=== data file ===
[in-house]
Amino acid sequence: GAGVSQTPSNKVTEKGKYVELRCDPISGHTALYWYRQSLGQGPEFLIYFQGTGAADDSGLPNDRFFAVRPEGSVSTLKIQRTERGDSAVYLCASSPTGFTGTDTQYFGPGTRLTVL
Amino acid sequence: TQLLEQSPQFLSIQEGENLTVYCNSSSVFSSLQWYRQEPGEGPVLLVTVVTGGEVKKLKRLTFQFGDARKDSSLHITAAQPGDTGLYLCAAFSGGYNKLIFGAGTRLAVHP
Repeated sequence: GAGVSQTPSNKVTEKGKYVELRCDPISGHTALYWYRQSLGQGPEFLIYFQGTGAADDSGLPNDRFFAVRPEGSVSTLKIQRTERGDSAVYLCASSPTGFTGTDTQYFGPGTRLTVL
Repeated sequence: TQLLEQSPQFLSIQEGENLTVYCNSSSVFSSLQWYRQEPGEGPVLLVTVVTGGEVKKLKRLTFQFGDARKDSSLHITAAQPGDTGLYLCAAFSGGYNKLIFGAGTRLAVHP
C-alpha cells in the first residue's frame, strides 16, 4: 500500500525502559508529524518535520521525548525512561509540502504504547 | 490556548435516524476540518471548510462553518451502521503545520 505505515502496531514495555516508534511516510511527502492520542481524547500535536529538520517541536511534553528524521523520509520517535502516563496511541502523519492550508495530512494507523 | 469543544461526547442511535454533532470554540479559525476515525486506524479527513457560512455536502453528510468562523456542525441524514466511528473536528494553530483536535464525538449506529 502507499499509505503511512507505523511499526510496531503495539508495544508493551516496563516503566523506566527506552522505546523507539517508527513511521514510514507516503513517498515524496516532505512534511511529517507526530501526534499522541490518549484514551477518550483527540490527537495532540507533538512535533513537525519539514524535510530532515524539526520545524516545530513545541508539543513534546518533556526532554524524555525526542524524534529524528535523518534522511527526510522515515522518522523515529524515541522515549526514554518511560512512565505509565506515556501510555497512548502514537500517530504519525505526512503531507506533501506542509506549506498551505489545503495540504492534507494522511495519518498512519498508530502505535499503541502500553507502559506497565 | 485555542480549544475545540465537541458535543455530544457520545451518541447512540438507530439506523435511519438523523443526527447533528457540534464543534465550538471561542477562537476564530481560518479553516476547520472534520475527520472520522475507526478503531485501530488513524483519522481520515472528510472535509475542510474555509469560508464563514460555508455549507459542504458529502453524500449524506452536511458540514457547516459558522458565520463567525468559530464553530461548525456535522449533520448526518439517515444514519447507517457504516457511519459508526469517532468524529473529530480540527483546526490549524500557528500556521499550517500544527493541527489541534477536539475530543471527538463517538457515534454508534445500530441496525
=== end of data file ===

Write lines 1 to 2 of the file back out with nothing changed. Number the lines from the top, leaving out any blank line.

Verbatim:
[in-house]
Amino acid sequence: GAGVSQTPSNKVTEKGKYVELRCDPISGHTALYWYRQSLGQGPEFLIYFQGTGAADDSGLPNDRFFAVRPEGSVSTLKIQRTERGDSAVYLCASSPTGFTGTDTQYFGPGTRLTVL